Isolina was reading a magazine of romantic stories. ‘No,’ she whined, ‘you begin by killing and skinning it, and then I’ll come and see how you cook it.’

‘A lot of use you are!’ said her mother. ‘I haven’t the heart to kill it. But I know it’s very easy to do. You just take it by the ears and give it a sharp jab on the nape of the neck. Then we’ll see about skinning it.’

‘We won't see about anything,’ said her daughter, without lifting her nose from the magazine. ‘I won't be giving any jabs to the nape of the neck of a living rabbit. And I’m not thinking of skinning it either.’

The three children had been standing wide-eyed, listening to this conversation.

The mother was lost in thought for a moment; she looked at them, and then said, ‘Children…’

The children with one accord turned their backs on their mother and left the room.

‘Children, wait!’ she said. ‘I meant to ask you if you’d like to go out with the rabbit. We’ll put a nice ribbon round its neck and you can take it for a bit of a walk.’

The children stopped and looked at each other. ‘A walk where?’ asked Michelino.

‘Well, just a little stroll. Then go and see Signora Diomira, take her the rabbit and ask her please to kill it and skin it. She’s so good at that.’

The mother had hit the right note. Children, we know, are taken by whatever pleases them the most, and for the rest they prefer not to think about it. So they found a long, lilac-coloured ribbon, tied it round the animal’s neck, and used it as a lead, tearing it from each other’s hands and dragging behind them the reluctant and semi-strangled rabbit.

‘Say to Signora Diomira,’ their mother told them, ‘that she can keep a leg! No, better tell her: the head. Oh, she can decide.’

The children had only just left when Marcovaldo’s apartment was invaded by nurses, doctors, traffic wardens and policemen. Marcovaldo was in the midst of them, more dead than alive. ‘Is the rabbit that was taken from the hospital here? Quick, show us where it is without touching it; it’s carrying the germs of a terrible disease!’ Marcovaldo took them to the cage, but it was empty. ‘Already eaten?’ ‘No, no!’ ‘So where is it?’ ‘It’s gone to Signora Diomira’s house!’ And they resumed the chase in that direction.

They knocked on Signora Diomira’s door. ‘The rabbit? What rabbit? Are you mad?’ Seeing her house invaded by unknown intruders, in white coats and in uniform, looking for a rabbit, the old lady almost had a stroke. She knew nothing about Marcovaldo’s rabbit.

In fact, the three children, wishing to save the rabbit from death, had the idea of taking it to a safe place, playing with it for a while and then letting it go; and instead of stopping on Signora Diomira’s landing, they decided to get up to a roof terrace. They were going to tell their mother that the rabbit had torn its lead and escaped. But no animal seemed so little inclined to flight as that rabbit. It was a job to make it climb all those stairs; it crouched frightened at each step. In the end they took it in their arms and carried it up bodily.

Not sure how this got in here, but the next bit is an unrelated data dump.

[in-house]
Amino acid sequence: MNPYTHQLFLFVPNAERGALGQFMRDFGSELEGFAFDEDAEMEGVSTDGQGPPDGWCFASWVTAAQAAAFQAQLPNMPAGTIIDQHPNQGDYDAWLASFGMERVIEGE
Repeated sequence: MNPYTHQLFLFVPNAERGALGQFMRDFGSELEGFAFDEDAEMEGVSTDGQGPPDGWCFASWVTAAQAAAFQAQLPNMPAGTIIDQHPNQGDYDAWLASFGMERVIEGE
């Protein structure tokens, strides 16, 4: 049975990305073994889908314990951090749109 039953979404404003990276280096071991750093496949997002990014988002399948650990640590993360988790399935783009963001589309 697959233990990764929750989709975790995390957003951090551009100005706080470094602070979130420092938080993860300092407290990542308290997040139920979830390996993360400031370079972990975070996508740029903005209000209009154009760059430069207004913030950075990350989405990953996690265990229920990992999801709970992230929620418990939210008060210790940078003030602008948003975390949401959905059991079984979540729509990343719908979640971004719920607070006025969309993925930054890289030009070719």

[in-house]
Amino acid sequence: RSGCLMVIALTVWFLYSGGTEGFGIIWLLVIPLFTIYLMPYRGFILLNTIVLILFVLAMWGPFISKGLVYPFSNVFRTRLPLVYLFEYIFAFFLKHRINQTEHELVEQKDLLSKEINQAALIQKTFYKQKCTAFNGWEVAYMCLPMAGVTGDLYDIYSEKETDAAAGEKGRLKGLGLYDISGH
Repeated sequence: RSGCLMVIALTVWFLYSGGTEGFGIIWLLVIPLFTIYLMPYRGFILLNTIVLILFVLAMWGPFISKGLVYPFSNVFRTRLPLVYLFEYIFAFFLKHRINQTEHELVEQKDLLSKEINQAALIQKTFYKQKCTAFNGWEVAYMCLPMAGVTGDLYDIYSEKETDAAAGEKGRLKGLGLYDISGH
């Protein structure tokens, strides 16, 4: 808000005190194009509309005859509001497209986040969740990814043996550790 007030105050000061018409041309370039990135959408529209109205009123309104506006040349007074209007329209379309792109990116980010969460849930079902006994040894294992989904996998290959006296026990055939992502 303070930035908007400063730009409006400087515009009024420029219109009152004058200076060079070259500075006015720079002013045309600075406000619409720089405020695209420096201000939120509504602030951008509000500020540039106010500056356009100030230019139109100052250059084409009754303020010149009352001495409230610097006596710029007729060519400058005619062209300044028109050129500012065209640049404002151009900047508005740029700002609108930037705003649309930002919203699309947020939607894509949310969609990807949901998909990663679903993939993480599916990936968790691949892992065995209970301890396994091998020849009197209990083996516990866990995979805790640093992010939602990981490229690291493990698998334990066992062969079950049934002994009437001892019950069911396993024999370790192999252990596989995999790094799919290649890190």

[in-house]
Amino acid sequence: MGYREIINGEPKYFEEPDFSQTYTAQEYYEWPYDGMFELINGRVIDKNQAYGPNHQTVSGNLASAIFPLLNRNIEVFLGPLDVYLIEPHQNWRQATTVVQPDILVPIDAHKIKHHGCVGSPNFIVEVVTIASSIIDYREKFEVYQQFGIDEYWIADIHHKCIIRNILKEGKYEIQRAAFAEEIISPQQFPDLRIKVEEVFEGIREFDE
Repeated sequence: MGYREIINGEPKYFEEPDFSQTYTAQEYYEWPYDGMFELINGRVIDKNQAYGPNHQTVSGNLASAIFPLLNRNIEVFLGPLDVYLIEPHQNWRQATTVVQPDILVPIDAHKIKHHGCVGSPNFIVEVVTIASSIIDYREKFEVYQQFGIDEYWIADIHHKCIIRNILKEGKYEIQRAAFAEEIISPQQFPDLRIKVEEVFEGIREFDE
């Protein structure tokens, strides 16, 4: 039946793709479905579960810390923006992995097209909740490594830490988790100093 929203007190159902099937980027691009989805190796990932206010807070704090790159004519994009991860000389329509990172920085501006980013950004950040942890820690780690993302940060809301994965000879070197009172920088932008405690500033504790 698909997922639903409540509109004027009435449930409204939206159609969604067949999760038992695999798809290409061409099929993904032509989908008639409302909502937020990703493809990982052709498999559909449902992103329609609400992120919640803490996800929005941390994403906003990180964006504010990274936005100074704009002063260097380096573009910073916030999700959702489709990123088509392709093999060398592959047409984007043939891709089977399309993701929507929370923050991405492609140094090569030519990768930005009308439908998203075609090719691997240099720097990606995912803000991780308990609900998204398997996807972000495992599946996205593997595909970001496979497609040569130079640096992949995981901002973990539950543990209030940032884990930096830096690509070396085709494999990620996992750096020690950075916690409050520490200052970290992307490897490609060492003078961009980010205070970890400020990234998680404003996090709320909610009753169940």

On the terrace, they wanted to make it run; it didn’t run. They tried putting it on a ledge to see if it would walk like a cat; but it seemed to be suffering from vertigo. They tried hoisting it onto a television aerial to see if it could keep its balance; no, it fell. Bored, the children tore off the lead, let the animal free at a place where it had a view of the slanting and angular sea of streets and roofs, and departed.

When it was alone, the rabbit began to move. It tried a few steps, looked around, changed direction, turned round; then, with little hops and jumps, it made its way across the roofs. It was an animal that had been born a prisoner; its desire for liberty had no wide horizons. It had known no happiness in life other than being able to stop still for a moment without being frightened. Now it could move, without anything around frightening it, perhaps as never before in its life. The place was unusual, but a firm idea of what was and was not unusual had never managed to form in its mind. And from the time when it had felt a vague and mysterious pain gnawing within itself, the whole outside world interested it less and less. So it went about on the roofs; and the cats which saw it jump didn’t understand what it was and shrank back scared.